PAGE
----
Want to be a better poet? Gary Barwin has 5 tips for you
Gary Barwin is a multidisciplinary artist, composer and poet who knows how to get his writing noticed. His debut novel Yiddish for Pirates was a finalist for the Scotiabank Giller Prize and the Governor General's Literary Award for fiction and won the Leacock Medal for Humour. He's serving as a juror for the 2017 CBC Poetry Prize alongside Rosanna Deerchild and Humble The Poet.
Want to be a better poet? Here's advice from Gary Barwin.
1. Read a lot
Gary says: "I suggest you read a lot. There's all sorts of amazing writing out there. Read a bunch of things and see which kind of things appeal to you. Try doing that or do the exact opposite."
2. Get excited by your work
Gary says: "Write what feels the most exciting to you, not what you think poetry should be or what someone else has told you poetry should be. Write something that really excites you and engages you and electrifies you."
3. Have a clear vision
Gary says: "If you're building a house, a house should have windows, probably. If you're building a bank vault, you probably don't want windows. It's the same thing with a poem. Whatever it is, whatever it sets up, it should be doing that job well. Draw me in and be exciting or engaging or mystifying."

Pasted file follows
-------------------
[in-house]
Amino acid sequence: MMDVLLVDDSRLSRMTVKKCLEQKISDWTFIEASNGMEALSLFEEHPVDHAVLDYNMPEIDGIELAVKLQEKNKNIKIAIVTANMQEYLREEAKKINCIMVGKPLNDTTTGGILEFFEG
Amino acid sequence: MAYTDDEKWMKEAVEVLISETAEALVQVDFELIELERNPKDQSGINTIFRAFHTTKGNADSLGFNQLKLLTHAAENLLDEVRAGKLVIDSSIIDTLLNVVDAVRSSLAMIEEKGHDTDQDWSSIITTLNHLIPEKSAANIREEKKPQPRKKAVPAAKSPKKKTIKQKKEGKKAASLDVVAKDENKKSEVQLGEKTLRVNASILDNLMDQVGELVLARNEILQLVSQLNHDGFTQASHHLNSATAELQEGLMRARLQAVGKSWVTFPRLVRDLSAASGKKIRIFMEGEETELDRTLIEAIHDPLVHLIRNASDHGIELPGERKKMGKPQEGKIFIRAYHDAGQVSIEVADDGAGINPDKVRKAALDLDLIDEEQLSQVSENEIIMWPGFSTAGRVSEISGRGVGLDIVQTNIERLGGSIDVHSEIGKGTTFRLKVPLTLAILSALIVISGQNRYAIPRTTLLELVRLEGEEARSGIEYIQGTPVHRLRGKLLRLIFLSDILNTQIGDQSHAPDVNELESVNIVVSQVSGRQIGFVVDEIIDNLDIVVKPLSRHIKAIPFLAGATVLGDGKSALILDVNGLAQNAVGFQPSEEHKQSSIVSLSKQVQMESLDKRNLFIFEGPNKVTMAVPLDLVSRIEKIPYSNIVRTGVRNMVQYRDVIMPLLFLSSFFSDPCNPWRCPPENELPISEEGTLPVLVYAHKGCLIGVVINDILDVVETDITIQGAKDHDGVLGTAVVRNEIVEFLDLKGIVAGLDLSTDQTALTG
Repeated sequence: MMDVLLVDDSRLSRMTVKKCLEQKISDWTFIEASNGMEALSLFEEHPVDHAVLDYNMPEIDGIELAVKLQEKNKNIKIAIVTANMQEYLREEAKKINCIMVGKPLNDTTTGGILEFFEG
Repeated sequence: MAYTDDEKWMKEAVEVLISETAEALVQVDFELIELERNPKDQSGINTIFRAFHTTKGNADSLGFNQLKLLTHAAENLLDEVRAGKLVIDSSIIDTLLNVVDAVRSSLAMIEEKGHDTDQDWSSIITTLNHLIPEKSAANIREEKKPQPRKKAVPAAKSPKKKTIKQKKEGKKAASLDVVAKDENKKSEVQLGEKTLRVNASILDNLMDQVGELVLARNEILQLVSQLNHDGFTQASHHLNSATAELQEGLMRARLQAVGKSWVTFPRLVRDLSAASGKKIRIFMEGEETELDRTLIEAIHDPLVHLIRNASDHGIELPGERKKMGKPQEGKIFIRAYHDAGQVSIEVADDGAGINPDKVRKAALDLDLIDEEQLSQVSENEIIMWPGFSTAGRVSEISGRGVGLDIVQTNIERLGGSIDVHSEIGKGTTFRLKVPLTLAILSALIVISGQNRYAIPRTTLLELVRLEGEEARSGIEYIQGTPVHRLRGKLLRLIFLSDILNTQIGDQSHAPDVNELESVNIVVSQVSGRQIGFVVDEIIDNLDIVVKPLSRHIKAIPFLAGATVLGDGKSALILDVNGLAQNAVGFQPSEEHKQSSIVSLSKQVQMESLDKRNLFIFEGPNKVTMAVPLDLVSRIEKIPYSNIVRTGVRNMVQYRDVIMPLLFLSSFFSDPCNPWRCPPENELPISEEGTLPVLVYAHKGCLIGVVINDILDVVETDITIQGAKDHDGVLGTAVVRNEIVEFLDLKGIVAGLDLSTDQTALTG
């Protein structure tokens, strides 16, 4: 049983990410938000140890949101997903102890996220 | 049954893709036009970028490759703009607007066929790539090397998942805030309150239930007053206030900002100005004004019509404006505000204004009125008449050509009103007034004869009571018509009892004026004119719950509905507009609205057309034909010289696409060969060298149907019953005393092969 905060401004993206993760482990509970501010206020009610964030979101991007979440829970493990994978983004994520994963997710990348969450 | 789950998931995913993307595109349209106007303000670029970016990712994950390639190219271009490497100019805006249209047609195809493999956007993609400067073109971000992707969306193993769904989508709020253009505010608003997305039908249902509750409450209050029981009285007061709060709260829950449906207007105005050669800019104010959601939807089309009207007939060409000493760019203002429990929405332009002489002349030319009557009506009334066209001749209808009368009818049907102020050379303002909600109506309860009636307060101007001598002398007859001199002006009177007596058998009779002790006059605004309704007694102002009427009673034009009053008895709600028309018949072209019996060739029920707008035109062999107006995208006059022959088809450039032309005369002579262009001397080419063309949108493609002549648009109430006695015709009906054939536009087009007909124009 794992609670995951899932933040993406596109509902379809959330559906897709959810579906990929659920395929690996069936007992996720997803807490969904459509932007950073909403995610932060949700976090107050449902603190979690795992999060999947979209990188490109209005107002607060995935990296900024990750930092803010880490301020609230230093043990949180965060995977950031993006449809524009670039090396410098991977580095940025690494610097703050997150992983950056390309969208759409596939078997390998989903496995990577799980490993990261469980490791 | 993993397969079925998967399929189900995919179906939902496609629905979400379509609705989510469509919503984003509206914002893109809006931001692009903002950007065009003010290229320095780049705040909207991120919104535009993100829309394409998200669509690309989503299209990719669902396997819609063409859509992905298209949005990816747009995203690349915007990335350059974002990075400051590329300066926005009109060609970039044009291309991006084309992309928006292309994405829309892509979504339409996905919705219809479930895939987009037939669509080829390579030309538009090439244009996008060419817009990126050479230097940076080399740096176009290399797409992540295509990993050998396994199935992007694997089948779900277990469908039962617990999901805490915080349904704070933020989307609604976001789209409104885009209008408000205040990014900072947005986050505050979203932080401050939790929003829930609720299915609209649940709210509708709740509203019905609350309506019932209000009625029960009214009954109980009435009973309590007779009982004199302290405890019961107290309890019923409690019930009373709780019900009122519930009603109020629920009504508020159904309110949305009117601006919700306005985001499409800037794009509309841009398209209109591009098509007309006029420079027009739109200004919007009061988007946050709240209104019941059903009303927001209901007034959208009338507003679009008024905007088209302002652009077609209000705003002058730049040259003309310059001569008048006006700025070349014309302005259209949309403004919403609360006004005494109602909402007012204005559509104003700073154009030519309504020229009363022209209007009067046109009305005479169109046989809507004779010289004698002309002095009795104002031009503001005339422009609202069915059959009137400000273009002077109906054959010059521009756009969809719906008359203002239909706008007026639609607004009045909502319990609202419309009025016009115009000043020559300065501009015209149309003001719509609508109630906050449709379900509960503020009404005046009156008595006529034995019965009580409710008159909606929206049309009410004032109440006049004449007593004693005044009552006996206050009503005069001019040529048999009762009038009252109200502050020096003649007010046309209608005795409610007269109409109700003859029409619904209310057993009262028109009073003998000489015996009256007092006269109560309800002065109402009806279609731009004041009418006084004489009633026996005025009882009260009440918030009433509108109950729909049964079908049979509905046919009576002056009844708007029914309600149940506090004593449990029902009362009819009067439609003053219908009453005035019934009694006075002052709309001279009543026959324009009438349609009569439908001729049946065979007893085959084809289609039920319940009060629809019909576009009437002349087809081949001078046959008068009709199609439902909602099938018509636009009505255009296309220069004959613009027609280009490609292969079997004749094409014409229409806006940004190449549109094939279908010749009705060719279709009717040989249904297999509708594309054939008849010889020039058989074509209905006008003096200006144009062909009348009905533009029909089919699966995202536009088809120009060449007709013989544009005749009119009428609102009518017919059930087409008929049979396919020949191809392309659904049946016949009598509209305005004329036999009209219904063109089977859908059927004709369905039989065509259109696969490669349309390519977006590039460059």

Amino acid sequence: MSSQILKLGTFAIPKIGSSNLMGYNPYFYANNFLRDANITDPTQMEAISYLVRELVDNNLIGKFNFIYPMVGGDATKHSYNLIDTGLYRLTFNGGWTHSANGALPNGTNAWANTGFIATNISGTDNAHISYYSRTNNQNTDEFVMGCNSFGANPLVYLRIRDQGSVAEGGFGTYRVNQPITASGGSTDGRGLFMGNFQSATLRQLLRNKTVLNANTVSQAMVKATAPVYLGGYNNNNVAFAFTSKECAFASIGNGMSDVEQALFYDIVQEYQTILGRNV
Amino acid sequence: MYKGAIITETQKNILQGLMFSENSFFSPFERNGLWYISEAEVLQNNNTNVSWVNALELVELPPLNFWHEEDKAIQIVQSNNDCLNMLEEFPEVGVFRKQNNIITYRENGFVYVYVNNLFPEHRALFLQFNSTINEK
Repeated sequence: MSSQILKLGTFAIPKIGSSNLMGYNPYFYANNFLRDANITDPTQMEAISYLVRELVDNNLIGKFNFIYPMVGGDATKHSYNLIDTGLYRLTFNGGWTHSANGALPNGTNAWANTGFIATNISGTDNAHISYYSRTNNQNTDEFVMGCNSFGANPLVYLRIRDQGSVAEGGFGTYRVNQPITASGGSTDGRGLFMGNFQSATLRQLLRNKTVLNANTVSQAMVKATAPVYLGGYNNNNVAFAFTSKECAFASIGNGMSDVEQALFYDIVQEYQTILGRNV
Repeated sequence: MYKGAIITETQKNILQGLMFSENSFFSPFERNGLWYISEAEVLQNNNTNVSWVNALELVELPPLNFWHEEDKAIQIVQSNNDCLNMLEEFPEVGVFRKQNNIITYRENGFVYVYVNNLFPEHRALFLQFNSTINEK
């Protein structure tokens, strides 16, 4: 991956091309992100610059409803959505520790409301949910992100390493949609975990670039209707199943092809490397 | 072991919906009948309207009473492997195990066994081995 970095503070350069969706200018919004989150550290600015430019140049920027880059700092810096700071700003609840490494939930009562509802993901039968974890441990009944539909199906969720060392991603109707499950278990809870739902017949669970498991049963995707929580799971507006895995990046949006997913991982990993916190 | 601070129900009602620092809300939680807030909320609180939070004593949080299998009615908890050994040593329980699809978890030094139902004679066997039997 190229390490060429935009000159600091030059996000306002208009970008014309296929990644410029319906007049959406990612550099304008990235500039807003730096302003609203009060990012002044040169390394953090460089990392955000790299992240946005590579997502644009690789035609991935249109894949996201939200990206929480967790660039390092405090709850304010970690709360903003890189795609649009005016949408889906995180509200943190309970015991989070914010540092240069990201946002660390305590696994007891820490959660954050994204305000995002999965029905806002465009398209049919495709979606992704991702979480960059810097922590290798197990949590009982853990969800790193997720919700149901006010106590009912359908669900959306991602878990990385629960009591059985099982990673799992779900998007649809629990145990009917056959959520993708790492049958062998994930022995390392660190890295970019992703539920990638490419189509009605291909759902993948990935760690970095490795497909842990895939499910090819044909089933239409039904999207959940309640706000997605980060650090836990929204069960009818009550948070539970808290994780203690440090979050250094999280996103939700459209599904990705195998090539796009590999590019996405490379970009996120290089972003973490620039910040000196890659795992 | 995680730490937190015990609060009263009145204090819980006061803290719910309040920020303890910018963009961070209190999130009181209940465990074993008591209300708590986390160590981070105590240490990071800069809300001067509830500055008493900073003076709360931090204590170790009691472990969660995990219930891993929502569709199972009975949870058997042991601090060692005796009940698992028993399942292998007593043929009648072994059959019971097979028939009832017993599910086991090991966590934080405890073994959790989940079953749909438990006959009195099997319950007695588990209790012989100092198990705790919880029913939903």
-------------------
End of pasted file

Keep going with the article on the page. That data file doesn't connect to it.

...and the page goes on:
4. Trust your imagination
Gary says: "Write your way towards something interesting. Then when you get there, you decide where you should go next. Head towards the light — as long as the light makes for interesting prose. You can't plan because you don't know where you're going, you don't know where you expect to get to or how you're going to get there. But you go, confident that your mind and imagination are always the best tour guides."
5. Ignore writing advice that doesn't work for you
Gary says: "If someone gives you some writing advice (like this) but you've got a better way, do that."